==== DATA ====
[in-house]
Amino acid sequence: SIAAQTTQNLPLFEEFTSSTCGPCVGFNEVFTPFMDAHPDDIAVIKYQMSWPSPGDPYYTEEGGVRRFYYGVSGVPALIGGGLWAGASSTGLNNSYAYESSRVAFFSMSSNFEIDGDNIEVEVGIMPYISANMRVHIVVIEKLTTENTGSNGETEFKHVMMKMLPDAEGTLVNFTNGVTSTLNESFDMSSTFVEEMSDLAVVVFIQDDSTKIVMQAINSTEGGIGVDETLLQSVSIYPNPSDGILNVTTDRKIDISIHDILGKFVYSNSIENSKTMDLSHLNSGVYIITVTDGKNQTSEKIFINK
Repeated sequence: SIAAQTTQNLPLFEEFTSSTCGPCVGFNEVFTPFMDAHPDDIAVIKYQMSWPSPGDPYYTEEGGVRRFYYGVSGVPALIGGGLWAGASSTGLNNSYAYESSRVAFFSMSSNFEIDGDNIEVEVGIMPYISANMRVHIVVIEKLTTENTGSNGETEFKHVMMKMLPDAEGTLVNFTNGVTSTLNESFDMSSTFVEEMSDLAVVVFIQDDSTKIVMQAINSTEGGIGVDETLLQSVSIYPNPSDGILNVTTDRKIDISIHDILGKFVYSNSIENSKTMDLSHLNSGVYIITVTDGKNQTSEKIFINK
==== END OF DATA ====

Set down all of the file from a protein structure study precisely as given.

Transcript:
[in-house]
Amino acid sequence: SIAAQTTQNLPLFEEFTSSTCGPCVGFNEVFTPFMDAHPDDIAVIKYQMSWPSPGDPYYTEEGGVRRFYYGVSGVPALIGGGLWAGASSTGLNNSYAYESSRVAFFSMSSNFEIDGDNIEVEVGIMPYISANMRVHIVVIEKLTTENTGSNGETEFKHVMMKMLPDAEGTLVNFTNGVTSTLNESFDMSSTFVEEMSDLAVVVFIQDDSTKIVMQAINSTEGGIGVDETLLQSVSIYPNPSDGILNVTTDRKIDISIHDILGKFVYSNSIENSKTMDLSHLNSGVYIITVTDGKNQTSEKIFINK
Repeated sequence: SIAAQTTQNLPLFEEFTSSTCGPCVGFNEVFTPFMDAHPDDIAVIKYQMSWPSPGDPYYTEEGGVRRFYYGVSGVPALIGGGLWAGASSTGLNNSYAYESSRVAFFSMSSNFEIDGDNIEVEVGIMPYISANMRVHIVVIEKLTTENTGSNGETEFKHVMMKMLPDAEGTLVNFTNGVTSTLNESFDMSSTFVEEMSDLAVVVFIQDDSTKIVMQAINSTEGGIGVDETLLQSVSIYPNPSDGILNVTTDRKIDISIHDILGKFVYSNSIENSKTMDLSHLNSGVYIITVTDGKNQTSEKIFINK